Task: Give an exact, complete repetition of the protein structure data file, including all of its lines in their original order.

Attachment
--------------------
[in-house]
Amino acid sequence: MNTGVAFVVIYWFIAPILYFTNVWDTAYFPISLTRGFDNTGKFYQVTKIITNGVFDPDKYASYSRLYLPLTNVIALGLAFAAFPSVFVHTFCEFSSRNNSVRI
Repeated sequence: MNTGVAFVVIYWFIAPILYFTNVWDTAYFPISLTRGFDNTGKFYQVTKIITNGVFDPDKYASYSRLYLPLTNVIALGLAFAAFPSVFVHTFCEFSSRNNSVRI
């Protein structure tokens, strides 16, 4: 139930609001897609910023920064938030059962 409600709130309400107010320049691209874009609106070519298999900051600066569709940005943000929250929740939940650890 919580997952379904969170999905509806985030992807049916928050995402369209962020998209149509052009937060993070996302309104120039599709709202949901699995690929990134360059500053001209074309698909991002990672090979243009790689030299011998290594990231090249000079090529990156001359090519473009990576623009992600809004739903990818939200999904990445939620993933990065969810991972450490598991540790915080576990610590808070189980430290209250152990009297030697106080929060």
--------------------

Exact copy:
[in-house]
Amino acid sequence: MNTGVAFVVIYWFIAPILYFTNVWDTAYFPISLTRGFDNTGKFYQVTKIITNGVFDPDKYASYSRLYLPLTNVIALGLAFAAFPSVFVHTFCEFSSRNNSVRI
Repeated sequence: MNTGVAFVVIYWFIAPILYFTNVWDTAYFPISLTRGFDNTGKFYQVTKIITNGVFDPDKYASYSRLYLPLTNVIALGLAFAAFPSVFVHTFCEFSSRNNSVRI
């Protein structure tokens, strides 16, 4: 139930609001897609910023920064938030059962 409600709130309400107010320049691209874009609106070519298999900051600066569709940005943000929250929740939940650890 919580997952379904969170999905509806985030992807049916928050995402369209962020998209149509052009937060993070996302309104120039599709709202949901699995690929990134360059500053001209074309698909991002990672090979243009790689030299011998290594990231090249000079090529990156001359090519473009990576623009992600809004739903990818939200999904990445939620993933990065969810991972450490598991540790915080576990610590808070189980430290209250152990009297030697106080929060």